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Re: Weird Guile Scheme Behaviour

From: Mark H Weaver
Subject: Re: Weird Guile Scheme Behaviour
Date: Wed, 16 Oct 2019 02:52:15 -0400
User-agent: Gnus/5.13 (Gnus v5.13) Emacs/26.3 (gnu/linux)

Hi Philip,

address@hidden (Philip K.) writes:

> I was reading a thread on an imageboard[0] the other day, then I came
> across a most peculiar "bug", if it even is one. Since the original
> example was a bit dense (it tried to solve a problem someone else had
> posted, that's not relevant here), I tried to construct a minimal
> working example to discuss here.
> Compare
>     (define (reverse-iota-1 max)
>       (let ((numbers '(start)))
>         (let loop ((val 0))
>           (append! numbers
>                    (if (< max val)
>                        '()
>                        (begin
>                          (loop (1+ val))
>                          (list val)))))
>         numbers))
> and
>     (define (reverse-iota-2 max)
>       (let ((numbers '(start)))
>         (let loop ((val 0))
>           (append! numbers
>                    (if (< max val)
>                        '()
>                        (begin
>                          (loop (1+ val))
>                          (list val)))))
>         (cdr numbers)))
> (I know, the style is horrible, but that's not the point. Also, both
> have an internal state, so you have to re-eval the function every time
> before starting the function itself.)
> The only difference is in the last line. The first function returns the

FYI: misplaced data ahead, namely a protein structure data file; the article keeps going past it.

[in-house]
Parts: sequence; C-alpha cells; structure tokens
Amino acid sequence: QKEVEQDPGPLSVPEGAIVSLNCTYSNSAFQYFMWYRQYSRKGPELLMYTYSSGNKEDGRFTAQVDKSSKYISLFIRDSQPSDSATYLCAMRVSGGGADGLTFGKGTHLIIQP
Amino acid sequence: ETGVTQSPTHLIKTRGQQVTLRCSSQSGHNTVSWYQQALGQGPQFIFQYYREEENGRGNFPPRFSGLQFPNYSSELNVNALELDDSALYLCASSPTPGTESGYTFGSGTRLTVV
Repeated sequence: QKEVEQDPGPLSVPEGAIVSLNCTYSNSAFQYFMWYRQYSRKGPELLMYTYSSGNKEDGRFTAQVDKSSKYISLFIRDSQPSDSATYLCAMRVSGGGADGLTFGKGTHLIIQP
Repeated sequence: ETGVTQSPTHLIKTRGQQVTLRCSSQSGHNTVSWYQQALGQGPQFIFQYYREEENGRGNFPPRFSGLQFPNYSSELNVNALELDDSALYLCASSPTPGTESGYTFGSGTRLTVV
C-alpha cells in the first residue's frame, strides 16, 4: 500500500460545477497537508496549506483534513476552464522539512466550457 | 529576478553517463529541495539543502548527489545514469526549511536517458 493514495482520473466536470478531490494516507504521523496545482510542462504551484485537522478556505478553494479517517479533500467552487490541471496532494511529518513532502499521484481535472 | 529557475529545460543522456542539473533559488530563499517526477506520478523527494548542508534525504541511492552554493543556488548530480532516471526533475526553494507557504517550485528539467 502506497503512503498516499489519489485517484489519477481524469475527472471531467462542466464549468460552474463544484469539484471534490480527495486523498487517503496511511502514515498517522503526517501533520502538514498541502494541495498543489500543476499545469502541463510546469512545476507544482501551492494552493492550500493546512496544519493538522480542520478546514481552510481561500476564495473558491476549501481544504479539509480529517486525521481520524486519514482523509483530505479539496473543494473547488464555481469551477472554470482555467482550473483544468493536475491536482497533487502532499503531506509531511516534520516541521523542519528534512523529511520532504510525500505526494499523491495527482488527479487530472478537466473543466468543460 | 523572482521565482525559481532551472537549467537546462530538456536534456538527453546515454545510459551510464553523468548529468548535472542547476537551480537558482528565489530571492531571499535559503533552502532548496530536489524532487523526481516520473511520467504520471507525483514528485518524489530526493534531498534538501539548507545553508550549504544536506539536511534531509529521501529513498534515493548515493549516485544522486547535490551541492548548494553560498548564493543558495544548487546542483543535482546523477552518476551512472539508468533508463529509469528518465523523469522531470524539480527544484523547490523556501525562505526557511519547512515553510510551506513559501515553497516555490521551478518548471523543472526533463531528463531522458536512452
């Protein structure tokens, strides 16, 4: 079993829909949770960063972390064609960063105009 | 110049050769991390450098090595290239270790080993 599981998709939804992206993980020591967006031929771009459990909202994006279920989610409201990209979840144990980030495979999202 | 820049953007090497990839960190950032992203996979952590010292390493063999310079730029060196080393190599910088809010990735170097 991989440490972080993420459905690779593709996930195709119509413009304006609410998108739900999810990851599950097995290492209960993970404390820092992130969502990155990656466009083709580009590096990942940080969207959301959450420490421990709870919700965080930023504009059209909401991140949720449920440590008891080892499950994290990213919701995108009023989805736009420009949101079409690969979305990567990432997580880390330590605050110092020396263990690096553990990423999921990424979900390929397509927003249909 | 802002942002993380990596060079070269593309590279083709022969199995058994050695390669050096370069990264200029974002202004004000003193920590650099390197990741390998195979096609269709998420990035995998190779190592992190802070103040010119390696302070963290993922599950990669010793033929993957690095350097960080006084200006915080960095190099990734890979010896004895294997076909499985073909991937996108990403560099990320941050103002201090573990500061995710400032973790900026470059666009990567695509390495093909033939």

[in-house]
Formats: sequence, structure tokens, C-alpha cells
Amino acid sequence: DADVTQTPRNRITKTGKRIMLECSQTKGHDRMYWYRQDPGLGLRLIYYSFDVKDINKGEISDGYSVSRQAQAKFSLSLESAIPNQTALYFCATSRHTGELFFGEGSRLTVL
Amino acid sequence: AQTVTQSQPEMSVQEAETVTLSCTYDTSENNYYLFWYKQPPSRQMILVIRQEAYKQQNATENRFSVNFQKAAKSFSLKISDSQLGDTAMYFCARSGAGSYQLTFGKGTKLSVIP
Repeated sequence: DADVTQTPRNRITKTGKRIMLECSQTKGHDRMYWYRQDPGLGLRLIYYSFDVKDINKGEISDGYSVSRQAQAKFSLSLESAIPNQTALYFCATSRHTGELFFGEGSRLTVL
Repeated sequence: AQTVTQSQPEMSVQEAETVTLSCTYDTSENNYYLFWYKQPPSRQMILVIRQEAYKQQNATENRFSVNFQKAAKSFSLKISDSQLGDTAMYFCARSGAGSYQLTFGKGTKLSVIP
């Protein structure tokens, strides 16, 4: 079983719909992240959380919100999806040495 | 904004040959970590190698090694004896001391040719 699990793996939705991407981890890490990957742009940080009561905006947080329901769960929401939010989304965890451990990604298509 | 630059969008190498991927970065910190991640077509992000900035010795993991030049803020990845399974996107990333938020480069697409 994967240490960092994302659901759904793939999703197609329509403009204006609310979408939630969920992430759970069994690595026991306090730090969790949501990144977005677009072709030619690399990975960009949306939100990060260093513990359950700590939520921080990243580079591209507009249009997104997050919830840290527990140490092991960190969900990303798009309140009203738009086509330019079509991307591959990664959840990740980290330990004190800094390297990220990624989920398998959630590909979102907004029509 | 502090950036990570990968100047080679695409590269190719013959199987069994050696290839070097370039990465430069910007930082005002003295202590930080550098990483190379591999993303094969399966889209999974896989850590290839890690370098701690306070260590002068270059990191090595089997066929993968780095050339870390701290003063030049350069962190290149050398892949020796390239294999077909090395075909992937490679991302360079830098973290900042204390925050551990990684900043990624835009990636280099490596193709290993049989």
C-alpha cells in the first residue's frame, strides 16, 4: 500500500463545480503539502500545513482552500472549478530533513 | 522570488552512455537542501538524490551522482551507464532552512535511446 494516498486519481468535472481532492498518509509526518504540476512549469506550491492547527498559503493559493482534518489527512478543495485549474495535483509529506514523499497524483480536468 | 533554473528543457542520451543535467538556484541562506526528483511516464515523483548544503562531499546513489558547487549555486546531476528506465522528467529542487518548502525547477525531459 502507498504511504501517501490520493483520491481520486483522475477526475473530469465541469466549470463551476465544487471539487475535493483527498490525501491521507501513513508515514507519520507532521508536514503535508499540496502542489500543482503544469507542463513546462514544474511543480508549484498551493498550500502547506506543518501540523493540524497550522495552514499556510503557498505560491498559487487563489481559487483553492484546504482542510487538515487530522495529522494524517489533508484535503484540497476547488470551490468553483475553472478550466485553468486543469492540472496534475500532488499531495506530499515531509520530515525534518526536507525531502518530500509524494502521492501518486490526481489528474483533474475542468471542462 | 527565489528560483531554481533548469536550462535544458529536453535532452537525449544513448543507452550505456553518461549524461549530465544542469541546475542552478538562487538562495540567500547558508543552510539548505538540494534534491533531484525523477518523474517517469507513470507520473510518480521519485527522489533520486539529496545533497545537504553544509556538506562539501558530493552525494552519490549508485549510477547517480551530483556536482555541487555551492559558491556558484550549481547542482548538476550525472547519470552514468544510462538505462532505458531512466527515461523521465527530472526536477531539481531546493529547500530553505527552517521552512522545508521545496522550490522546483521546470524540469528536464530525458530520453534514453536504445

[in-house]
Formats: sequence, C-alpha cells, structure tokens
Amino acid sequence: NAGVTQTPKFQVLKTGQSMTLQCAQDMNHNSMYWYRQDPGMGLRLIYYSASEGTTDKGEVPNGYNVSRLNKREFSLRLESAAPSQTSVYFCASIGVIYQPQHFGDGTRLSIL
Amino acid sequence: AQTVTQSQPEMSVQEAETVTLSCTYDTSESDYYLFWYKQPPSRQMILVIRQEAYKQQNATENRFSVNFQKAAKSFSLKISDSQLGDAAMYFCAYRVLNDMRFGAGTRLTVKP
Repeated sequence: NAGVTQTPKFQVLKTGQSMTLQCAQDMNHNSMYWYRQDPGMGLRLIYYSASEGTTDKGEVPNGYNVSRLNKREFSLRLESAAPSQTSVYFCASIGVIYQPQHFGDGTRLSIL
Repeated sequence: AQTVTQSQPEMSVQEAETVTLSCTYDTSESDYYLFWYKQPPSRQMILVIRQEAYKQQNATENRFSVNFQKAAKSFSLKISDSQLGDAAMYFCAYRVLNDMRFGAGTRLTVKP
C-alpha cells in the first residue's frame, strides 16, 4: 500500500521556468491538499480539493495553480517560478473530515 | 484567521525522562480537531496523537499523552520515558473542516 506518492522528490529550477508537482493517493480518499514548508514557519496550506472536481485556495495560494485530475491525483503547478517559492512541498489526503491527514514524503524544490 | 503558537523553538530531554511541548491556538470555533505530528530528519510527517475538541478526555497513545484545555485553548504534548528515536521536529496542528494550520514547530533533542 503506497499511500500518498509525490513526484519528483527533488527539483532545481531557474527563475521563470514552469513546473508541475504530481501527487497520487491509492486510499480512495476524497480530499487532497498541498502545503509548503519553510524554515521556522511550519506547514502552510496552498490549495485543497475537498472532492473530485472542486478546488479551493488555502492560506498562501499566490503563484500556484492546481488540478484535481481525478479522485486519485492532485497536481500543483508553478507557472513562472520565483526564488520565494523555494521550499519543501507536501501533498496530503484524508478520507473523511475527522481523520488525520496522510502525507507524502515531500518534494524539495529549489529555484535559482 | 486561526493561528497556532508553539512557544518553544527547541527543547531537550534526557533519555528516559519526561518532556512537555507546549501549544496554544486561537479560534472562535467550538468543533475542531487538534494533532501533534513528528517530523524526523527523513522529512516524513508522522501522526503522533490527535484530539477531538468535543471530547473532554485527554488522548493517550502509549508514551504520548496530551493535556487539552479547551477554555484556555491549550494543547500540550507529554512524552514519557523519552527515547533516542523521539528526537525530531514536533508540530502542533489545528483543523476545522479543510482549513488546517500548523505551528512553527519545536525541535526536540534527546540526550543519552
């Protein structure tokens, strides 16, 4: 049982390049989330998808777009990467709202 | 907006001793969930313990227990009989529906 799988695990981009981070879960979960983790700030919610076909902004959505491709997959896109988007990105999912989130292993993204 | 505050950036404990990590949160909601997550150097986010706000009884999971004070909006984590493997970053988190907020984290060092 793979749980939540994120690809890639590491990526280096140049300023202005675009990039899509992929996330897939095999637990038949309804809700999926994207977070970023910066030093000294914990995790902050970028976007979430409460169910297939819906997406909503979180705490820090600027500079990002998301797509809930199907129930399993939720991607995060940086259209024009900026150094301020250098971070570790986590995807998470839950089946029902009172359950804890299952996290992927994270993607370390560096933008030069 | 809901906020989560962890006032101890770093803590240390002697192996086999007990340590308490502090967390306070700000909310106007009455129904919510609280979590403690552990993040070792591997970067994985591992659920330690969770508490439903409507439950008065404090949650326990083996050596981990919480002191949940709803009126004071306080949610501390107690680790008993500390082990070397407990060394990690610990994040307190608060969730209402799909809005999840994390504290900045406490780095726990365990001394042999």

> entire list (with the start symbol), and the second tries to chop it
> off.
> But what happens is that (reverse-iota-1 4) evals to '(start 3 2 1 0)
> while (reverse-iota-2 4) just returns '()!

The problem here is that '(start) is a *literal* list, and it's an error
to modify literals in Scheme.  In other words, modifying a literal
results in undefined behavior.  Like C string literals, Scheme literals
are actually part of the program text itself.

To fix this problem, instead of initializing 'numbers' to point to a
literal list, you must construct a fresh mutable list.  One way is by
replacing '(start) with (list 'start).

What's happening here is this: Since it's an error to modify a literal
list, and since the 'numbers' variable is never 'set!' within its
lexical scope (the only scope where a variable can possibly be set! in
Scheme), Guile's compiler is allowed to assume that 'numbers' will
always point to the literal '(start), and therefore that (cdr numbers)
can be optimized to '().

The other problem, as Neil and Vladimir correctly pointed out, is that
'append!' is permitted, but not required, to modify the original list.
Therefore, you must always do (set! numbers (append! numbers ...)) to
avoid relying on unspecified behavior.

Note that it's impossible in Scheme to implement an 'append!' procedure
that always modifies the original list.  Specifically, an empty list
cannot be destructively modified.  It can't be done for the same reason
that you cannot implement a C function with the following specification:

  struct pair { void *item; struct pair *next; };
  void appendx (struct pair *list_to_modify, struct pair *list_to_add);

This C function can only be implemented in the case where
'list_to_modify' has at least one element.  In that case, the 'next'
field of the last pair can be modified.  If 'list_to_modify' is NULL, it
can't be done, because 'appendx' doesn't have access to the variable
that contained NULL.

In Scheme, the same issues apply.  If there's at least one element in
the first list passed to 'append!', it can use 'set-cdr!' to modify the
last pair of the list.  If the first argument is '(), it can't be done.

In practice, that's the reason why 'append!' is specified the way it is.
However, I would advise against assuming that 'append!' will always
modify the original list if it's nonempty, because that fact, although
true of the current implementation, is not actually specified.


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